The hope is that a formal Code Powers consultation could start by the end of this month or next. Related applications are rarely opposed and usually end up being enacted quite soon after the consultation.

Finally, B4RN are looking at a second resilient route, which could involve a fibre pair to Edinburgh that would peer at IX-Scotland (Scotland’s local Internet Exchange) or they could go in the opposite direction to Manchester (the decision will be mostly a matter of price and network practicality). Separate to this we should add that every one of B4RN’s nodes (service cabinet) will have two routes connecting it, so there is a backup connection in case of damage to one of the routes.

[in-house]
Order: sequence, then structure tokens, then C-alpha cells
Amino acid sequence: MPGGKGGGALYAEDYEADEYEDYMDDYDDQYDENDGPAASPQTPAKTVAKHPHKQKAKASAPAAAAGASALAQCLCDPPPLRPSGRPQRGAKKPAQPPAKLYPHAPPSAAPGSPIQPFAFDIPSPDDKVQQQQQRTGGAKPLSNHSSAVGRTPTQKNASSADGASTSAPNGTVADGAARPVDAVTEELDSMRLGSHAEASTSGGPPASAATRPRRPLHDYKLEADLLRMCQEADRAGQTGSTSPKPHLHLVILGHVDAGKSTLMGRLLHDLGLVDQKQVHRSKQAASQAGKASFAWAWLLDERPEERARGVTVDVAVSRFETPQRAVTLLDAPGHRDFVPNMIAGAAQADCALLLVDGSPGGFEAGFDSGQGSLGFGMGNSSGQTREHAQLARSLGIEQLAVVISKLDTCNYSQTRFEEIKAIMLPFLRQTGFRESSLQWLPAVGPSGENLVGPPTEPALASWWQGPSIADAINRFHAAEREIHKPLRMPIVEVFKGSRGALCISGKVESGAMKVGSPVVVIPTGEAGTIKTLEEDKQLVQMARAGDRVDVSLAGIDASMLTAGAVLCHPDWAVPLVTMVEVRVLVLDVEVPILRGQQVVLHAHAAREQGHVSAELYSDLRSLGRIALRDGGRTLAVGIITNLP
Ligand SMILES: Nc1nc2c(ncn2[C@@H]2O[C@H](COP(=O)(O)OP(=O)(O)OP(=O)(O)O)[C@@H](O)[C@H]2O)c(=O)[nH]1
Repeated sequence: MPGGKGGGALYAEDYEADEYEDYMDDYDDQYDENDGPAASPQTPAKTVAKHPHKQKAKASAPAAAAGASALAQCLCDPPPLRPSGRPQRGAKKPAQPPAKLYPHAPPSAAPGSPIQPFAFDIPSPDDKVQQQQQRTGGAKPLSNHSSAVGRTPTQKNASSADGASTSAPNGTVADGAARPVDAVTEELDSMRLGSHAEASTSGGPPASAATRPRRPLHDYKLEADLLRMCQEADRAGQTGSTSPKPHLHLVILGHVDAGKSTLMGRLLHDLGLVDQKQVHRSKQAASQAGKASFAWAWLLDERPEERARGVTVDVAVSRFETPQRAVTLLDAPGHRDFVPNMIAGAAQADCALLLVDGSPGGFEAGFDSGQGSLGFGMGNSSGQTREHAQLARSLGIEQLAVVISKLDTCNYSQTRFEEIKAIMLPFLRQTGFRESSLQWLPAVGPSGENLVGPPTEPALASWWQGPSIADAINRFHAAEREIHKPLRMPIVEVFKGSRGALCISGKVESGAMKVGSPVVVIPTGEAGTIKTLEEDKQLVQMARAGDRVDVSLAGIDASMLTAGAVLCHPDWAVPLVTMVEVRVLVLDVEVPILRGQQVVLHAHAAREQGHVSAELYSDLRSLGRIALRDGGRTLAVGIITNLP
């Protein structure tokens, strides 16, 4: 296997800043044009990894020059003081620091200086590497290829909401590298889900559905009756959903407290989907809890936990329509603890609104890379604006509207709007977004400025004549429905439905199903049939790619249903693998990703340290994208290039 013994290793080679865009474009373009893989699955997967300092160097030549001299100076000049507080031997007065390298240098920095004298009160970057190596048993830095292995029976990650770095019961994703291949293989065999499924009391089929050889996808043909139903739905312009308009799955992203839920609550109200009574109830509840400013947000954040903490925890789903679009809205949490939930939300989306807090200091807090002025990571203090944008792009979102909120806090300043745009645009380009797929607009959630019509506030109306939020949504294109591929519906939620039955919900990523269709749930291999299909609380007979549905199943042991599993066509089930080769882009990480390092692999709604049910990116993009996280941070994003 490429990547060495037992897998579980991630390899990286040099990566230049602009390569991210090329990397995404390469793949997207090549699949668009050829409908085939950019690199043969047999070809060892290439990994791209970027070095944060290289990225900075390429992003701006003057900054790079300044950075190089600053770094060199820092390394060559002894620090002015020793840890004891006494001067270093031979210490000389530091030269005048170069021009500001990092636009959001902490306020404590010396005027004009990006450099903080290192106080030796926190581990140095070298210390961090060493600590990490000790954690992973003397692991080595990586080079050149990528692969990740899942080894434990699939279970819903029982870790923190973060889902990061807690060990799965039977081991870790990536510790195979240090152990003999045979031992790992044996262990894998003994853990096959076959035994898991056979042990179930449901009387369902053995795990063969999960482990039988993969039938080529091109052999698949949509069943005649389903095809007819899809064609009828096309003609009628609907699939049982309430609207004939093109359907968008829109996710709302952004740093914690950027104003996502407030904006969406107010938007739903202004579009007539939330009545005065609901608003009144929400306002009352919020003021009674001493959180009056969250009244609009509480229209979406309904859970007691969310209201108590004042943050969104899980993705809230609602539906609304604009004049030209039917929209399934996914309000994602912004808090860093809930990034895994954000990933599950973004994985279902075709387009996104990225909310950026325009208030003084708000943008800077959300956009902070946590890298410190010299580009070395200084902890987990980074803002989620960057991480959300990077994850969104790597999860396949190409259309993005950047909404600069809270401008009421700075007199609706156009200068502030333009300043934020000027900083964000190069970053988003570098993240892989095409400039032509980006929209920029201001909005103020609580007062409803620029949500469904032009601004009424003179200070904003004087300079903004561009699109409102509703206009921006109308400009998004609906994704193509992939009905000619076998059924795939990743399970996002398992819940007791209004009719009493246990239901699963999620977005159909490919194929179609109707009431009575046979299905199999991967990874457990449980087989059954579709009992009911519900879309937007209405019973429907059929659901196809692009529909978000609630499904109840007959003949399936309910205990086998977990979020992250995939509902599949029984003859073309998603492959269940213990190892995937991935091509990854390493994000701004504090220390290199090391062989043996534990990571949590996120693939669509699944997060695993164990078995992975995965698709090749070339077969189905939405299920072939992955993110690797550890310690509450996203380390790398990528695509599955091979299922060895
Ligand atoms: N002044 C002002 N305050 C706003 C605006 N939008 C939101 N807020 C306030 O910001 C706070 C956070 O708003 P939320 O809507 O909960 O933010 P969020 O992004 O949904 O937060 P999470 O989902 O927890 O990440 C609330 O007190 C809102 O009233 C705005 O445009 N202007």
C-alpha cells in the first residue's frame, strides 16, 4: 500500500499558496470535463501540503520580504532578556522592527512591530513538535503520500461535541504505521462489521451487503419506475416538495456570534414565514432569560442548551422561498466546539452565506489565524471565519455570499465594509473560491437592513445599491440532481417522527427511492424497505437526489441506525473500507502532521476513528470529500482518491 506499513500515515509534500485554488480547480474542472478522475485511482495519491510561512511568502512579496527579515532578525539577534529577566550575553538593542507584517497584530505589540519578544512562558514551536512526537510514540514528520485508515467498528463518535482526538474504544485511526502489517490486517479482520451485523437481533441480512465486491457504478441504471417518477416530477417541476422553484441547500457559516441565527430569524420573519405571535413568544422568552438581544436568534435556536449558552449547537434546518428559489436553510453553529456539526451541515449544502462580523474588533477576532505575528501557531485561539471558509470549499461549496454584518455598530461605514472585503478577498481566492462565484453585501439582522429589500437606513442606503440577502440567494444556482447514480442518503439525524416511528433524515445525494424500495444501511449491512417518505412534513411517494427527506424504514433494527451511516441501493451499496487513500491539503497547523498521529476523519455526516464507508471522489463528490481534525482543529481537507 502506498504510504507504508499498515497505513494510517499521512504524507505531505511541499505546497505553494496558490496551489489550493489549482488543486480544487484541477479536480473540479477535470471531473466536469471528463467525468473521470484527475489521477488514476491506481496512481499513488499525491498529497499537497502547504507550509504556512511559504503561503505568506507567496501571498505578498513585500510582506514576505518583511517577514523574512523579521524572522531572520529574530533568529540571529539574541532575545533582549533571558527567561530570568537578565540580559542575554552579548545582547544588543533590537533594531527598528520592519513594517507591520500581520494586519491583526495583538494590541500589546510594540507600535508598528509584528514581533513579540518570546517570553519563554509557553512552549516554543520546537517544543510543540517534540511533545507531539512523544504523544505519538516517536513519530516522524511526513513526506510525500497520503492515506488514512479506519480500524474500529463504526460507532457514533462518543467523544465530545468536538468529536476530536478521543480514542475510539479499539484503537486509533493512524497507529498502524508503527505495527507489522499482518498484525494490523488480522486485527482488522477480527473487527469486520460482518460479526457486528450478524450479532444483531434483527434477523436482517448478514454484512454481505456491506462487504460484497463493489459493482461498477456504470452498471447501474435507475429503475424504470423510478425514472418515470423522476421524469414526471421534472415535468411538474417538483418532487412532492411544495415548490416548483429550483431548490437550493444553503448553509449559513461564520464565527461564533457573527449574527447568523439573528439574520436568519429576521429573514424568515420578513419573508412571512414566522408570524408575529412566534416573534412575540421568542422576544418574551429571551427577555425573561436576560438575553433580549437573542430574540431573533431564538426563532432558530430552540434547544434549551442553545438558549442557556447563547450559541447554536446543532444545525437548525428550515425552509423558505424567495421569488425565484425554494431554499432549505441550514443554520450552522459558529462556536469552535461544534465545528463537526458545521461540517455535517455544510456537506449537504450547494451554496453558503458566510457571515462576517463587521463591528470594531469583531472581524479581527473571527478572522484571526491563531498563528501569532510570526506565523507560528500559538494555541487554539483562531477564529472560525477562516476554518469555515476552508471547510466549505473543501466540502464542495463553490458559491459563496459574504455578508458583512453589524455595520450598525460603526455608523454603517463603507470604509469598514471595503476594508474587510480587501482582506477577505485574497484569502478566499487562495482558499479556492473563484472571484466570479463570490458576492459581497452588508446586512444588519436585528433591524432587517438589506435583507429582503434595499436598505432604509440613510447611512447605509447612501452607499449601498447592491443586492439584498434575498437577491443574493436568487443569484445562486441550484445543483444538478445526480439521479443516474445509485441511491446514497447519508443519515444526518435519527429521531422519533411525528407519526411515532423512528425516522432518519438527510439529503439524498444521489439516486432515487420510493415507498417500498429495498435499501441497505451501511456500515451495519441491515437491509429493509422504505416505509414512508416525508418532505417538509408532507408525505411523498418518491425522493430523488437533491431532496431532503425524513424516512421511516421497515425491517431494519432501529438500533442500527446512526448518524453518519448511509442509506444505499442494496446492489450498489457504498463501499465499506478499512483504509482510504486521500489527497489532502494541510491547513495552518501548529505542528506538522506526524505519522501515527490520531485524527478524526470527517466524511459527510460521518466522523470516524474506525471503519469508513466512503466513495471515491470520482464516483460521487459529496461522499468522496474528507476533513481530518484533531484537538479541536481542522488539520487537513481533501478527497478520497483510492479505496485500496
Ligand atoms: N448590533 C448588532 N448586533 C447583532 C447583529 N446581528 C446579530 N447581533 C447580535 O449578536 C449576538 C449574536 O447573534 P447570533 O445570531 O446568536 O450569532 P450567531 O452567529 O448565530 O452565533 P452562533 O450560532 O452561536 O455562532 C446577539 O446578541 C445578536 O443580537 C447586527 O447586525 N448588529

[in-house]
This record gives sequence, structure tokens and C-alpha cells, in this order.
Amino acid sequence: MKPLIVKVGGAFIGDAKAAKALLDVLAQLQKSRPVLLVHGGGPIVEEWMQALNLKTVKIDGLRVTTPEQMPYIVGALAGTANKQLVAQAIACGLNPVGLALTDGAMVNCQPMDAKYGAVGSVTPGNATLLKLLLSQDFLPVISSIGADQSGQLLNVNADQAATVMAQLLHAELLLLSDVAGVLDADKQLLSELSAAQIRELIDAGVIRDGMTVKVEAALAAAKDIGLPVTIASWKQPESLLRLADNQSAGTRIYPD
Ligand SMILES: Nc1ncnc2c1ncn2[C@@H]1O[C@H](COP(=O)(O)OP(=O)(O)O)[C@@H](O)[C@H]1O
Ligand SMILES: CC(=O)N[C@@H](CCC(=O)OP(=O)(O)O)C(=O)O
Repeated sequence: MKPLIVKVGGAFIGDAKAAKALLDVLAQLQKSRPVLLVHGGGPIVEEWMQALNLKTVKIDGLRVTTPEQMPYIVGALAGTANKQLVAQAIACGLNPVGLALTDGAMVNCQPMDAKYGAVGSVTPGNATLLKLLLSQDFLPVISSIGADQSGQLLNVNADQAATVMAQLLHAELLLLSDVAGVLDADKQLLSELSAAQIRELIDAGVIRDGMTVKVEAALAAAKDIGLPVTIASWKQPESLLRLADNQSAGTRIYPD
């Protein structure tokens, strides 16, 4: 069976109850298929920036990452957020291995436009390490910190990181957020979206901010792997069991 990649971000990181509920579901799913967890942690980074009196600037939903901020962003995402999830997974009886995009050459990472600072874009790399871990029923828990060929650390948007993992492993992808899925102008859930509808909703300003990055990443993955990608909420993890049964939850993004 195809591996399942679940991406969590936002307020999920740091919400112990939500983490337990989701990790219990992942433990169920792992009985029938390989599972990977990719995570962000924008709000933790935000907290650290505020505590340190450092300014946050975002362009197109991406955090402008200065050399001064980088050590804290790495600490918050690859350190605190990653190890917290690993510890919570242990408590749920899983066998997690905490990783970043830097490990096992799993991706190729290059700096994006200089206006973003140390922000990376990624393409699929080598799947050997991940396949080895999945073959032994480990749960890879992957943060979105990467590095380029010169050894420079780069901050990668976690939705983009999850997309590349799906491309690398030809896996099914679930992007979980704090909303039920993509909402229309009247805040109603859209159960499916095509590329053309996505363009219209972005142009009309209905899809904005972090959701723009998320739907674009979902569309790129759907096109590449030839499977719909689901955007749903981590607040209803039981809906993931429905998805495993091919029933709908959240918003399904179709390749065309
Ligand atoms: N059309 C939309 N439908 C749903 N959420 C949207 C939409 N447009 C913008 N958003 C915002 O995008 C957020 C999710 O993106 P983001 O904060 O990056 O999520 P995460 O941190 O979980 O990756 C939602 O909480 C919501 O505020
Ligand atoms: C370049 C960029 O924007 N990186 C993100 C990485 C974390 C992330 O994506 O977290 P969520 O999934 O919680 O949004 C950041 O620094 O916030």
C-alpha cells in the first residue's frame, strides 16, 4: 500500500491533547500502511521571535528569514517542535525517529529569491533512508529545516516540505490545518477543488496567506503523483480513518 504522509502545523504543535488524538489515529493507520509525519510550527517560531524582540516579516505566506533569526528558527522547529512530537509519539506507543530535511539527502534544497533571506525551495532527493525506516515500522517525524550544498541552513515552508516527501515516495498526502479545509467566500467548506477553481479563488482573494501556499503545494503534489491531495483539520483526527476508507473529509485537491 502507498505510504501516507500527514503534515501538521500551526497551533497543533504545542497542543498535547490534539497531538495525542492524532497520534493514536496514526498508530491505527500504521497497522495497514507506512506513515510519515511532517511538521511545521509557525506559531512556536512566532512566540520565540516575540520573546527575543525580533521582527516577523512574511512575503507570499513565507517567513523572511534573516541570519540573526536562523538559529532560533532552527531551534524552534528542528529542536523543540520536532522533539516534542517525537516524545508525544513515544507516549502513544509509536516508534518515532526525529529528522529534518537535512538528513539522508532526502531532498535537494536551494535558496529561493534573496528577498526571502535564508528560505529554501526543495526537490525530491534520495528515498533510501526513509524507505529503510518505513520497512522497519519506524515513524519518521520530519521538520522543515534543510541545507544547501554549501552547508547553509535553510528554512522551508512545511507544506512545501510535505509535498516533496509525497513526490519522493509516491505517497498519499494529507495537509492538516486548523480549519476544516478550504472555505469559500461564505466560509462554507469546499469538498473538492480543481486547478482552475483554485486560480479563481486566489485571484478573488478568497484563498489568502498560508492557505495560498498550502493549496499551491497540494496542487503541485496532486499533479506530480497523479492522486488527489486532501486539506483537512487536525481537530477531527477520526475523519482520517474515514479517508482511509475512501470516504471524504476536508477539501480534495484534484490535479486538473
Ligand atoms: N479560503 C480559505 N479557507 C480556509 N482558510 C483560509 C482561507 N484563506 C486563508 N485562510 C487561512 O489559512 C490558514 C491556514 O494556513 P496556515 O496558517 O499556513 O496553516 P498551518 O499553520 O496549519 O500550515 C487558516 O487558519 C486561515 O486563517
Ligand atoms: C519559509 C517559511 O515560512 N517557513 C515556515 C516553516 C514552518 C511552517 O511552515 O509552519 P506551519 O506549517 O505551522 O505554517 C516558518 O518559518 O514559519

In the meantime it’s back to digging up muddy fields and handling long strands of brightly coloured fibre optic cable, which in the eyes of many remote rural communities is fast becoming a potent symbol of real progress and proper future-proofing.

By Mark Jackson
Mark is a professional technology writer, IT consultant and computer engineer from Dorset (England), he also founded ISPreview in 1999 and enjoys analysing the latest telecoms and broadband developments. Find me on X (Twitter), Mastodon, Facebook and .